First Advisor

Jean Scholtz

Term of Graduation

Winter 1993

Date of Publication


Document Type


Degree Name

Master of Science (M.S.) in Computer Science


Computer Science




Object-oriented programming (Computer science)



Physical Description

1 online resource (iii, 57 pages)


Experienced procedural programmers seem to have difficulty when transferring from a procedural language to an object-oriented language. The problem is how to assist the experienced procedural programmers to make this shift. The long term goal of this research is to identify areas where programmers have problems and to develop an automated system to help them overcome these difficulties.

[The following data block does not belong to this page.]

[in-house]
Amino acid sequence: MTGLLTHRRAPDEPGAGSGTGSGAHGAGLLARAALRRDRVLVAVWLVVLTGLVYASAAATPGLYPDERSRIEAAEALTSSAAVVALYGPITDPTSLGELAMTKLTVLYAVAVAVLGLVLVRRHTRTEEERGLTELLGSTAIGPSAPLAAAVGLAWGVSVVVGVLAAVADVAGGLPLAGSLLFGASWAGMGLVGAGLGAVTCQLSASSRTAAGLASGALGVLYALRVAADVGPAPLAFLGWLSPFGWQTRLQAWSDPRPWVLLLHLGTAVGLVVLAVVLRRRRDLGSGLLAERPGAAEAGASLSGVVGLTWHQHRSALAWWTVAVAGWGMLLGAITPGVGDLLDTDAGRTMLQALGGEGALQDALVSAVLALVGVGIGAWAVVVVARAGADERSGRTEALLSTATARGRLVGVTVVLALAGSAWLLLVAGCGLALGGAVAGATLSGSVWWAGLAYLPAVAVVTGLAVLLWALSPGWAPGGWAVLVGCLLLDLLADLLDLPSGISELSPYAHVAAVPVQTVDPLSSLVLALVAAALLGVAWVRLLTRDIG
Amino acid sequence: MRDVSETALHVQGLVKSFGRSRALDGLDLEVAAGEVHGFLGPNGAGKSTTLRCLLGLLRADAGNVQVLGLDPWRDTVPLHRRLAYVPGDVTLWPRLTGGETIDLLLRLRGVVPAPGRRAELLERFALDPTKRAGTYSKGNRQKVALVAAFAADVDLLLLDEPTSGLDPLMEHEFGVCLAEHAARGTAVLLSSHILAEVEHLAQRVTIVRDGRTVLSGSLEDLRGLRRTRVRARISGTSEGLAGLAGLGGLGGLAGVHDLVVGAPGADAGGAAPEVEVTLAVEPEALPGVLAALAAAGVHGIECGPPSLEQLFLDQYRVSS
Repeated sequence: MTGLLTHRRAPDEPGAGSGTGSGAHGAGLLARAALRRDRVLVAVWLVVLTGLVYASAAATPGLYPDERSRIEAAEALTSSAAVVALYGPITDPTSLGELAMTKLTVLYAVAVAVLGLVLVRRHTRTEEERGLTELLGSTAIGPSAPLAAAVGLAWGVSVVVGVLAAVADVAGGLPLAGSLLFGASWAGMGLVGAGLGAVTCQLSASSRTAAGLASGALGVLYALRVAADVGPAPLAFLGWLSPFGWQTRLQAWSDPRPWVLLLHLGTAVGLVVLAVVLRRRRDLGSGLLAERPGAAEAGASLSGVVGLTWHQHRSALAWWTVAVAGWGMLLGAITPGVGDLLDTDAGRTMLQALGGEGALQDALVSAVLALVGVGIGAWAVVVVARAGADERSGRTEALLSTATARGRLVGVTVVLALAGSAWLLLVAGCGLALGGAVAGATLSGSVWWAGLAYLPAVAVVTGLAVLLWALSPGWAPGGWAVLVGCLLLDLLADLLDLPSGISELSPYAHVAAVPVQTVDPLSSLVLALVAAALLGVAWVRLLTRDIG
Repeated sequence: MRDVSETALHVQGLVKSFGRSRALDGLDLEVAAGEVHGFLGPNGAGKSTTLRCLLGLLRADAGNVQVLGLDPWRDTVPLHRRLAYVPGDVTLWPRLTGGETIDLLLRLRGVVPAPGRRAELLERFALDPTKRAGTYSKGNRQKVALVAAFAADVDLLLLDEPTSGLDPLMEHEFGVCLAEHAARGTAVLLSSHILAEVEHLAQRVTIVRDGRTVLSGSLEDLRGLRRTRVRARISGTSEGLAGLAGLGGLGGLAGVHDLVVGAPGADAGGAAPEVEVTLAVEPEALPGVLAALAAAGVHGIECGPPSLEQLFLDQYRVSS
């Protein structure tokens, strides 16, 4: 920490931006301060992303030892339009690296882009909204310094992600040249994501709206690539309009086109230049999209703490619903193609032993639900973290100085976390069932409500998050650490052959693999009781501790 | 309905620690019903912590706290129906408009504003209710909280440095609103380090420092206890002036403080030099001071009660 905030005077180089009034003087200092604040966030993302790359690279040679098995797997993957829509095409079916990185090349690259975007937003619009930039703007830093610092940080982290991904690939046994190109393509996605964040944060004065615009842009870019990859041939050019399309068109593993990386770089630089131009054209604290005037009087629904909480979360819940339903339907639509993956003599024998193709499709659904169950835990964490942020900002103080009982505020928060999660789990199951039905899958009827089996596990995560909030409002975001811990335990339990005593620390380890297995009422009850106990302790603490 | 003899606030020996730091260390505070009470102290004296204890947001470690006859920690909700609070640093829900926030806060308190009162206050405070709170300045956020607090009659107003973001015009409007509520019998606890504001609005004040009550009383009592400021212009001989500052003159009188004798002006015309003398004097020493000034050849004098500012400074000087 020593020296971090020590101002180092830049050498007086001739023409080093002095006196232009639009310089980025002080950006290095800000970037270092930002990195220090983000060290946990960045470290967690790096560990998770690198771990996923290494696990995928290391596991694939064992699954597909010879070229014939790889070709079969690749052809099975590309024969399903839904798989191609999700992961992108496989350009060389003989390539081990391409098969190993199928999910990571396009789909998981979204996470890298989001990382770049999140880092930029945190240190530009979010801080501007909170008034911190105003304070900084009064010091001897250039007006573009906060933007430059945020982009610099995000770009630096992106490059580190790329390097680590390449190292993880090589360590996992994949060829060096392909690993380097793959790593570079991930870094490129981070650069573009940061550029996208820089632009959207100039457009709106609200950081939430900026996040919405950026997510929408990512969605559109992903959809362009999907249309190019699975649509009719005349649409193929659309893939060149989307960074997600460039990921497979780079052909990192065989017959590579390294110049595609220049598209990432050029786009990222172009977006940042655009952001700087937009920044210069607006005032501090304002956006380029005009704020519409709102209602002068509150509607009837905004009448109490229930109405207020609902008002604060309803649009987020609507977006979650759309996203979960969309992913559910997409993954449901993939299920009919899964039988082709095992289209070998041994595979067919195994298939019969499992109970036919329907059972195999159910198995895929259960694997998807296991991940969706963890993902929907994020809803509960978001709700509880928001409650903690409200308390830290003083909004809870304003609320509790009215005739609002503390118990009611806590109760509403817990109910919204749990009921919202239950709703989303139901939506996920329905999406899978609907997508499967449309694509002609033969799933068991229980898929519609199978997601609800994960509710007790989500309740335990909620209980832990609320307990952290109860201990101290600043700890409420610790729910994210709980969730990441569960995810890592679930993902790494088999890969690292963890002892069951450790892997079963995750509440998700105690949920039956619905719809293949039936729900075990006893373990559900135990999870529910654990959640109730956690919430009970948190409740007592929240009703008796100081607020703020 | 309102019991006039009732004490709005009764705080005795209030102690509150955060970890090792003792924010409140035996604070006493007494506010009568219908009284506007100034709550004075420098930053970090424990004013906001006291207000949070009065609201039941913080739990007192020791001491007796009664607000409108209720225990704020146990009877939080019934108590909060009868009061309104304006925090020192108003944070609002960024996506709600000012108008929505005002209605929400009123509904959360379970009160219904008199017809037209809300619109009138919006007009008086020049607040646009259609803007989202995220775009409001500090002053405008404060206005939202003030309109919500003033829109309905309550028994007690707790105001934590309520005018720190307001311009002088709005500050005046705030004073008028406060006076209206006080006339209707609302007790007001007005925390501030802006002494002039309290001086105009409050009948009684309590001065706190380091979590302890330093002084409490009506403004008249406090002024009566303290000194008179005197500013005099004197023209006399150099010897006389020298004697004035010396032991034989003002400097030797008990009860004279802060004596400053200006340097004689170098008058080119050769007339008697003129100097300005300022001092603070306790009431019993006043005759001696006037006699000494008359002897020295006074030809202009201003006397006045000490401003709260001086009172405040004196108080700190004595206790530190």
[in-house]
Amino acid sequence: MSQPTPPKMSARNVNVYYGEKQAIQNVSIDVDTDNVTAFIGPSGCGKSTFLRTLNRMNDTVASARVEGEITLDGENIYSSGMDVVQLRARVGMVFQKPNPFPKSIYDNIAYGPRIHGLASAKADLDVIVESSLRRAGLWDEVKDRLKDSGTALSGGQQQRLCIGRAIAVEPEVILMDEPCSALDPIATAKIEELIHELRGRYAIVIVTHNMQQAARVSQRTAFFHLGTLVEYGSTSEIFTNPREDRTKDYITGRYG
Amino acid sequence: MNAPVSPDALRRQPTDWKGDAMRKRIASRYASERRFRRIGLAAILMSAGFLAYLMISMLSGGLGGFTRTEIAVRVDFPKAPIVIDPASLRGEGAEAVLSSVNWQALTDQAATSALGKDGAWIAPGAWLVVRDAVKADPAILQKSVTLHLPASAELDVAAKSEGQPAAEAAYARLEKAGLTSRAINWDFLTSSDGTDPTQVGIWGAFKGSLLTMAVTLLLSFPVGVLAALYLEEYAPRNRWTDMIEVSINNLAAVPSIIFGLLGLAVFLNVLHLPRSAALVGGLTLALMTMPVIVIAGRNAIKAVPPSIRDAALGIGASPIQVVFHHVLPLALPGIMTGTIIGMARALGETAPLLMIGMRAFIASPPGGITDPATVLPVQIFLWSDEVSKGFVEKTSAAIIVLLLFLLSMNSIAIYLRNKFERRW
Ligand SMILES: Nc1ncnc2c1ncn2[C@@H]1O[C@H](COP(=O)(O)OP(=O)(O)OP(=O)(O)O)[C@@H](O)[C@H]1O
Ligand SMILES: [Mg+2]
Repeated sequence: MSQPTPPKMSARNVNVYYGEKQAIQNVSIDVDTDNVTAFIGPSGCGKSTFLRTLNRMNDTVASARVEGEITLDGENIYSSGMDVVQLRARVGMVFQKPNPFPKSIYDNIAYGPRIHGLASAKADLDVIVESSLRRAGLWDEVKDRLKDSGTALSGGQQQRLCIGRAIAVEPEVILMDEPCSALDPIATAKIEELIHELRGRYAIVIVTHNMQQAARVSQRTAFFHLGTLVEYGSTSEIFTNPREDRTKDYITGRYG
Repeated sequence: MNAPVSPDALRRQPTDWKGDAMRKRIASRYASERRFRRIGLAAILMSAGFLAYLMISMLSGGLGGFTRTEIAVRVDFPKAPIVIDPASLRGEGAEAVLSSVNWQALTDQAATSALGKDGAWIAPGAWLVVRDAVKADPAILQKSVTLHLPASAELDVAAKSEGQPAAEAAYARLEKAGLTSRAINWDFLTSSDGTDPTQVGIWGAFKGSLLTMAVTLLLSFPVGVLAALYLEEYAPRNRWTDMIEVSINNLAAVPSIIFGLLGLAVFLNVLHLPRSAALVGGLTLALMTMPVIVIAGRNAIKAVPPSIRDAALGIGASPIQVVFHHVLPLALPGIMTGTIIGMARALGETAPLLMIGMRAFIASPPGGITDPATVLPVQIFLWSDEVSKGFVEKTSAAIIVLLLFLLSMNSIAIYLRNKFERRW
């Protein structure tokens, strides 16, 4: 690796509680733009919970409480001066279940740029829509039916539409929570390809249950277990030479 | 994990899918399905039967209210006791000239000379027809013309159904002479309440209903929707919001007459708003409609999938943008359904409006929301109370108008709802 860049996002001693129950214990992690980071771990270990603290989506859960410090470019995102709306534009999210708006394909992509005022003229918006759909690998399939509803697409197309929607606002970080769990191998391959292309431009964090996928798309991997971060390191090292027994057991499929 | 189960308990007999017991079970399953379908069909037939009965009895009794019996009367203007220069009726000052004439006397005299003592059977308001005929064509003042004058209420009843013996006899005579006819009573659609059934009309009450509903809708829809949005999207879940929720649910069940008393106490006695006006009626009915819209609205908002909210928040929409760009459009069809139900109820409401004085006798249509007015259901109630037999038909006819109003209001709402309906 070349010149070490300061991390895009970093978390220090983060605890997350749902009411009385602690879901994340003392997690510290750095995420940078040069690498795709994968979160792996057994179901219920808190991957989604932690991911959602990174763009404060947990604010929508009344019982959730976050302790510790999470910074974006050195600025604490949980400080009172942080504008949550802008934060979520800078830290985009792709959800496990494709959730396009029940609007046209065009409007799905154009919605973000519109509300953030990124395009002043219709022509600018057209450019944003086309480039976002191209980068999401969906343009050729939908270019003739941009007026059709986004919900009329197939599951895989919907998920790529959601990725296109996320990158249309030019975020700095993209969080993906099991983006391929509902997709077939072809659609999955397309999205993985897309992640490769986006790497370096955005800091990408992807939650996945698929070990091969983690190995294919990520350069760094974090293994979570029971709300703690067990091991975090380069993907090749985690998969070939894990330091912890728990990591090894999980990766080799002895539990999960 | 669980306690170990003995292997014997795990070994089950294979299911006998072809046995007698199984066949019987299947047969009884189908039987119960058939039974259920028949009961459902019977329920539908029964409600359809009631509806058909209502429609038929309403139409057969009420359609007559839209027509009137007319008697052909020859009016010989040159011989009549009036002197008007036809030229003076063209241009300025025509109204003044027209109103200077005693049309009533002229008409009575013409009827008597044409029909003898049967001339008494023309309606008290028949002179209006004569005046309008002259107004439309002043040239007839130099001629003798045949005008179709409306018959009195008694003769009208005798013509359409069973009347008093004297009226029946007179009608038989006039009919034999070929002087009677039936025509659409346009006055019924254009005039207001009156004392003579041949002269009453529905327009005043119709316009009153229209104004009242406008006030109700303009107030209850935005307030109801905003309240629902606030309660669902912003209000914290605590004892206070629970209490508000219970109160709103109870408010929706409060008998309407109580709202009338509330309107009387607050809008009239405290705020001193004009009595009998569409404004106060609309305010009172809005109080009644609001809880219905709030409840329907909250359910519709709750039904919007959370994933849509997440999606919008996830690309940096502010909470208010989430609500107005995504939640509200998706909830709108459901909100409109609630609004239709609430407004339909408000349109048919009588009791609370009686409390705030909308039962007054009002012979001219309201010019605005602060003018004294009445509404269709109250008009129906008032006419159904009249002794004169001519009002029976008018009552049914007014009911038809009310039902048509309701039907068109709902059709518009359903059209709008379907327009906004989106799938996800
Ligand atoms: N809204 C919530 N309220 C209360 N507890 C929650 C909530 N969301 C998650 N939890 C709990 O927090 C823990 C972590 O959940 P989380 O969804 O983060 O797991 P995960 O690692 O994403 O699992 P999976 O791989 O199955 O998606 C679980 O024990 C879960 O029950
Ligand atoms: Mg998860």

This study examines the class designs produced by procedural programmers and the effect of specifications and domain knowledge on class designs. Two types of specifications were used: those written from a procedural point of view which emphasized the functions and those written from an object-oriented view which highlights the domain entities. In addition, the problem specifications were selected from three different domains in order to assess the effect of domain familiarity.

Data was collected using paper and pencil designs and through verbal protocols. The class designs were analyzed to see if the different types produced could be classified and to determine the effect of specification type and domain knowledge.


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